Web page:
Colorado's great diversity of rocks, geologic structures, soil types, topography, and climatic conditions combine to create vigorous and diverse geologic processes. When humans move into this dynamic environment, these natural processes can become problematic as geologic hazards.
For example, naturally occurring, inactive landslides may be triggered into renewed activity by the construction of roads or buildings that disrupt the stability of the slope. In addition, many of Colorado's geologic hazards, such as heaving bedrock, swelling soils, and collapsible soils are commonly triggered by human activity that could have been mitigated though proper land-use practices.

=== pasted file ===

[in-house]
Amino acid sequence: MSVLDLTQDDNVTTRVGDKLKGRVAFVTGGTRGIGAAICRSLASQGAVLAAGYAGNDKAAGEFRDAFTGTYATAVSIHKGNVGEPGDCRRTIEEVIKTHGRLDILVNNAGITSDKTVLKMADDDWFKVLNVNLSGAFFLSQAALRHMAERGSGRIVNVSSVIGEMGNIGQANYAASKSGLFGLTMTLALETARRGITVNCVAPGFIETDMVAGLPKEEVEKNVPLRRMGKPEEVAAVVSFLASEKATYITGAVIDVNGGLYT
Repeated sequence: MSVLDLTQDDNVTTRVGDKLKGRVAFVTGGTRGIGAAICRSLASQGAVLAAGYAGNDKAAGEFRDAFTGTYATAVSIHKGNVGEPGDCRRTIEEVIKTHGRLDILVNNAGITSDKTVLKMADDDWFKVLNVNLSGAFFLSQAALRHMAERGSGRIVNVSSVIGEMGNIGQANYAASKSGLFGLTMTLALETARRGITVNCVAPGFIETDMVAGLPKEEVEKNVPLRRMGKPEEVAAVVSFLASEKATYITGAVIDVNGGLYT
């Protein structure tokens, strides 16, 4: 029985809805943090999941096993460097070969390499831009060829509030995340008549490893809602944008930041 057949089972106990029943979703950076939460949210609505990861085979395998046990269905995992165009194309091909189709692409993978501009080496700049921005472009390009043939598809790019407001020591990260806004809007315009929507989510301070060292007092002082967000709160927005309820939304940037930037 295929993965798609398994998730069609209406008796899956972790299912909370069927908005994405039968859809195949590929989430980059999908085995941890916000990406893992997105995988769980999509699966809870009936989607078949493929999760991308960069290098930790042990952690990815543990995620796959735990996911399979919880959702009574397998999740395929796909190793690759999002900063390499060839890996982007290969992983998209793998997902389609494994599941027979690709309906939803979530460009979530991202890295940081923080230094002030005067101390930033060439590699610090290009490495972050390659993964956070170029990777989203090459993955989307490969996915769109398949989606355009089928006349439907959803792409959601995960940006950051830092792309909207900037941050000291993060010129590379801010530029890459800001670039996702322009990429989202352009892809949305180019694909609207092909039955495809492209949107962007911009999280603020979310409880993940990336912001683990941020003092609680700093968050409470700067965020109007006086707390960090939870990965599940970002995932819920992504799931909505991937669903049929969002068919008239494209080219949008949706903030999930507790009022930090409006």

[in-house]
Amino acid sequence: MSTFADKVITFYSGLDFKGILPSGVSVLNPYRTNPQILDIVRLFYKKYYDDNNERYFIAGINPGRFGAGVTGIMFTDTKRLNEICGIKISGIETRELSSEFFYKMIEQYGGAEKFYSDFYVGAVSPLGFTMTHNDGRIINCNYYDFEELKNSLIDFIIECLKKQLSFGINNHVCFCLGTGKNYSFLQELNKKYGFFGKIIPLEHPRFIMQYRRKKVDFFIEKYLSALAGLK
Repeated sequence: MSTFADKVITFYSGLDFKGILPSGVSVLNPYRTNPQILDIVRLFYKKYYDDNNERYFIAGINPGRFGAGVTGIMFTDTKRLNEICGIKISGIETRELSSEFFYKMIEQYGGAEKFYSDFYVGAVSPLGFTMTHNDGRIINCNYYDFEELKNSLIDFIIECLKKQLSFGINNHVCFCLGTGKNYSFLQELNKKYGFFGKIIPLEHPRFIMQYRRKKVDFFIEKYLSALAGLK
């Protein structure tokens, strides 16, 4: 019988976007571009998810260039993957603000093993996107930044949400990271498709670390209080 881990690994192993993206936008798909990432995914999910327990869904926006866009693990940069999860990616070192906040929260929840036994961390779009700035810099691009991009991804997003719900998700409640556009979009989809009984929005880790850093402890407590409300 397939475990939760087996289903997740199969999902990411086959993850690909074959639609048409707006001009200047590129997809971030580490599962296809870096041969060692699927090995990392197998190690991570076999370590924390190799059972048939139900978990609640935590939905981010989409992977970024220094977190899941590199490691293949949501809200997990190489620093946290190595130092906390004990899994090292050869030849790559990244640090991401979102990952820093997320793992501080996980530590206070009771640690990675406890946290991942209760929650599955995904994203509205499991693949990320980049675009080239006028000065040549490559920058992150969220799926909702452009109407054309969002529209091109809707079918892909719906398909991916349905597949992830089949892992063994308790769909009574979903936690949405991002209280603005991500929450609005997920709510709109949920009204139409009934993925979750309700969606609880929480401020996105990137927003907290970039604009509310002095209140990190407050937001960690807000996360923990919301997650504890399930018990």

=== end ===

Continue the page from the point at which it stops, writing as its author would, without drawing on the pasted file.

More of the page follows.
Other geologic hazards, like earthquakes, rockfall, mudslides, and avalanches are naturally occurring; but can wreak havoc on buildings, roads, and other engineered structures.
The Colorado Geological Survey is directed by statute to review geologic reports for new developments in unincorporated areas of the state with lot sizes less than 35 acres. We supply a report to the counties stating whether the geologic hazards present on the site have been properly identified and that the proposed plan of mitigation is adequate. Our goal is to reduce the impact of geologic hazards on the lives and property of our citizens.